Gifty Anti Makes A “Standpoint” For Women In Ghana


By Ama Serwaa Asubonteng

Making a list of the most successful women in Ghana, Gifty Anti’s name will definitely appear in the first five. The host of one of the most famous television programmes in the country, Anti is an ace journalist who has practiced journalism for the past 16 years.

One of the first people to host Ghana Television‘s breakfast show, she now runs her private production company known as GDA Concepts, which produces the Standpoint, a female-oriented talk show which addresses everyday issues women and young ladies face in society.

The walls of the offices of her production company are covered in framed awards that she has won over the years, and the reception area is filled with the many female assistants who help her on her show.

The Standpoint, which is celebrating its fifth anniversary, has become a household name in the country and is even watched online in other parts of the world. The programme is appreciated for creating avenues to discuss “taboo topics,” enlightening, educating and also restoring peace to a
lot of women and families.

Yet despite her celebrity status, she is a friendly and down to earth person. Unlike other office bosses, she greets her guests personally and tries to get acquainted with them, introducing herself using merely her first name and making her guests feel comfortable. Her welcoming smile and warm handshake will make anyone feel at home.

Anti was born and raised in Tema, but hails from Cape Coast. The last of eight children, she attended Tema Community 8 No.1 Primary and Middle School. She then moved to Mfanstiman Girls’ High School (SHS) for her secondary education. Life was not smooth for her growing up as she was raised by her father, who was a single parent.

“My family couldn’t afford the little luxuries. All my father could do was to pay my school fees,” she said.

Anti got persuaded by her brother to study at the Ghana Institute of Journalism (GIJ) after losing admission to the Kwame Nkrumah University of Science and Technology (KNUST), where she had wanted to study land economy. She made numerous attempts to study public relations, but was denied during the interviews and admissions process at GIJ.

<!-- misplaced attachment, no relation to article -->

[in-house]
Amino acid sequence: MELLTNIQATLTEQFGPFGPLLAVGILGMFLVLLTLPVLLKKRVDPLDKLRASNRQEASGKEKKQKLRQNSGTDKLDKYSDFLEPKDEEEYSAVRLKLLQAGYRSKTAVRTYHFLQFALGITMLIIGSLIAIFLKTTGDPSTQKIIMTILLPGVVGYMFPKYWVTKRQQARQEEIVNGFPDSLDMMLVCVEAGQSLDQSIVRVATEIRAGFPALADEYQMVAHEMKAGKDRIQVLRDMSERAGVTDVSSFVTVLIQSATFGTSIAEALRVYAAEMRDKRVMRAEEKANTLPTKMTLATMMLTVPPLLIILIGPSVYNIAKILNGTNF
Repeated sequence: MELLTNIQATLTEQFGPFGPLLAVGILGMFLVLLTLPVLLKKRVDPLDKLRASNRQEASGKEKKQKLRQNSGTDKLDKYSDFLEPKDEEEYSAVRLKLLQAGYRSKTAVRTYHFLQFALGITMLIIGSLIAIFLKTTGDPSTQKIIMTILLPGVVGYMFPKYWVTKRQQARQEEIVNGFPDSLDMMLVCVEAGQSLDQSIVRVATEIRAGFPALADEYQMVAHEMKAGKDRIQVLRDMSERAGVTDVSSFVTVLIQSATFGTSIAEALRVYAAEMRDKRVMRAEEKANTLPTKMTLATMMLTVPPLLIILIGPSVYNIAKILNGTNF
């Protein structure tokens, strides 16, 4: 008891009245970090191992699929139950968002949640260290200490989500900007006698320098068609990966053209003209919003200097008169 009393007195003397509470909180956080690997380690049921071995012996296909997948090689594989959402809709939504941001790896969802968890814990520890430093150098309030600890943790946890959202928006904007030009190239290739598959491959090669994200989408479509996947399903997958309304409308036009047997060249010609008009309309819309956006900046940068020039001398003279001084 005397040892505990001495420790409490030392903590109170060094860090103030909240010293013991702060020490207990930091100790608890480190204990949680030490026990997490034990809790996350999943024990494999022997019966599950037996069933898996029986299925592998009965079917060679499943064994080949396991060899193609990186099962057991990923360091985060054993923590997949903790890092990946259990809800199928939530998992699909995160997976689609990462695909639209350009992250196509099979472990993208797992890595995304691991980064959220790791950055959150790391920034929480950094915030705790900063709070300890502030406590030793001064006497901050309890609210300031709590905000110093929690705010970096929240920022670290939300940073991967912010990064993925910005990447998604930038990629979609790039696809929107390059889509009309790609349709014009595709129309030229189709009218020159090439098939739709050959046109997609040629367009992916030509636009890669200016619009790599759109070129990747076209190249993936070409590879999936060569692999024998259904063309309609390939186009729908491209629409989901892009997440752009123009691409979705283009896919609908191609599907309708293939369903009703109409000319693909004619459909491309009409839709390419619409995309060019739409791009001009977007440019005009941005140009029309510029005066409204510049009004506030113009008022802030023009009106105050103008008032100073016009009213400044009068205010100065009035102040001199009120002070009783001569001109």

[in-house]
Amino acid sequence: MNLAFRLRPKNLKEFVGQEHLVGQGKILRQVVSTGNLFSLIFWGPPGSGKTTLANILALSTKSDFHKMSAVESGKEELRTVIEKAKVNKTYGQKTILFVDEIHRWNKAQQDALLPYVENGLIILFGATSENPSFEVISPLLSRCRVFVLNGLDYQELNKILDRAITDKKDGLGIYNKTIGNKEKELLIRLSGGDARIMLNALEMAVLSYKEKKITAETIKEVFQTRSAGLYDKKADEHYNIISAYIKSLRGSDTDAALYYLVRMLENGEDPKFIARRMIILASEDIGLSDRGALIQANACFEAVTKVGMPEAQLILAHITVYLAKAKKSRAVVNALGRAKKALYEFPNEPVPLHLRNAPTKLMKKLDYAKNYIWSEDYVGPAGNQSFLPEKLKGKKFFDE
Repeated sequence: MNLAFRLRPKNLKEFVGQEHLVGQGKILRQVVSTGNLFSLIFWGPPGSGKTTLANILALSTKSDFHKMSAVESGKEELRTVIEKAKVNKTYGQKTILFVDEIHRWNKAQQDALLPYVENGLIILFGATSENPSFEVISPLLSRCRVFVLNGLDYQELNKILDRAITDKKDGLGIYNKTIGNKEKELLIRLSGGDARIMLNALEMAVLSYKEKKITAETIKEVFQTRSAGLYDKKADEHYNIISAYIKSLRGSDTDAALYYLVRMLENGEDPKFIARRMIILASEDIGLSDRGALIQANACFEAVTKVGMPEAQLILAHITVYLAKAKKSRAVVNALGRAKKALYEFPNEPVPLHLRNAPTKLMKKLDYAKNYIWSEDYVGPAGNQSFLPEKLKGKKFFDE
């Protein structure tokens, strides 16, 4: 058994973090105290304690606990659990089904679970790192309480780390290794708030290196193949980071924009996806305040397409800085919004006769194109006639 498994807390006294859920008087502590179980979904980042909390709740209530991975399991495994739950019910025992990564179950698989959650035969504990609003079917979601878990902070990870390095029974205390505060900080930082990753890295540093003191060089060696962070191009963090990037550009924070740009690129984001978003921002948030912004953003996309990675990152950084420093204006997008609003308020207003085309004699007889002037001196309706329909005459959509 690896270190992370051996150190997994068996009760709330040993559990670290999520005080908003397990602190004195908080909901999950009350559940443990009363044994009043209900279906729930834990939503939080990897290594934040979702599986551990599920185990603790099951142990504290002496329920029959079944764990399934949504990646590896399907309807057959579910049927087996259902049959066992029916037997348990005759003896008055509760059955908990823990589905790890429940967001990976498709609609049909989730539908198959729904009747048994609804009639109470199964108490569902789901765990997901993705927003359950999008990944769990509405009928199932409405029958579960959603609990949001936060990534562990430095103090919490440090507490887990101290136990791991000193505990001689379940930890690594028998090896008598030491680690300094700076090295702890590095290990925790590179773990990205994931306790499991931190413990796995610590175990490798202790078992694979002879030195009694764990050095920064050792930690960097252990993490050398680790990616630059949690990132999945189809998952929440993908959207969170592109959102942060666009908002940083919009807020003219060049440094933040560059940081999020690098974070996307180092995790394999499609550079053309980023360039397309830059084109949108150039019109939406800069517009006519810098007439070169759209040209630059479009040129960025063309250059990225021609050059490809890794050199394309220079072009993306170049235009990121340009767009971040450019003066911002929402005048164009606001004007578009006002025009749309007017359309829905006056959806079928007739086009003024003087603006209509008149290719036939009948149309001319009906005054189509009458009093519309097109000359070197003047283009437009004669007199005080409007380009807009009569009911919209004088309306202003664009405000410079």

Finally, settling for the journalism option, she got posted to the public relations department of the Internal Revenue Service (IRS) for her attachment, where she wrote for the department magazine. She later went to the Ghanaian Times, Ghana News Agency (GNA) and finally to Ghana Broadcasting Corporation (GBC). Anti, who never had any interest in journalism, was now performing well in the profession over the period of her attachment.

“Journalism found me, I didn’t find journalism,” she said. She says, she loved the profession for its challenging nature and because she loved to tell stories of others.

For Anti it has paid to be a journalist in terms of satisfaction, fulfillment and passion. There are a lot of emotional rewards, she explains, but the profession can be frustrating for a female journalist, because there is a lot of name calling and rumours.

Now the originator and host of her own private initiative, the Standpoint, Anti says she got motivated to start the programme because of her anger towards how women are being treated in society. “Growing up, I did everything together with my senior brothers. A man raised me and I was never considered as a second fiddle,” she said.

“When I left school and came into the real world, I realized that girls can’t do this (or that). As a woman if you seem to be succeeding, if you are being assertive and outspoken then (people say) you are rude or somebody is sleeping with you . . . It’s crazy.”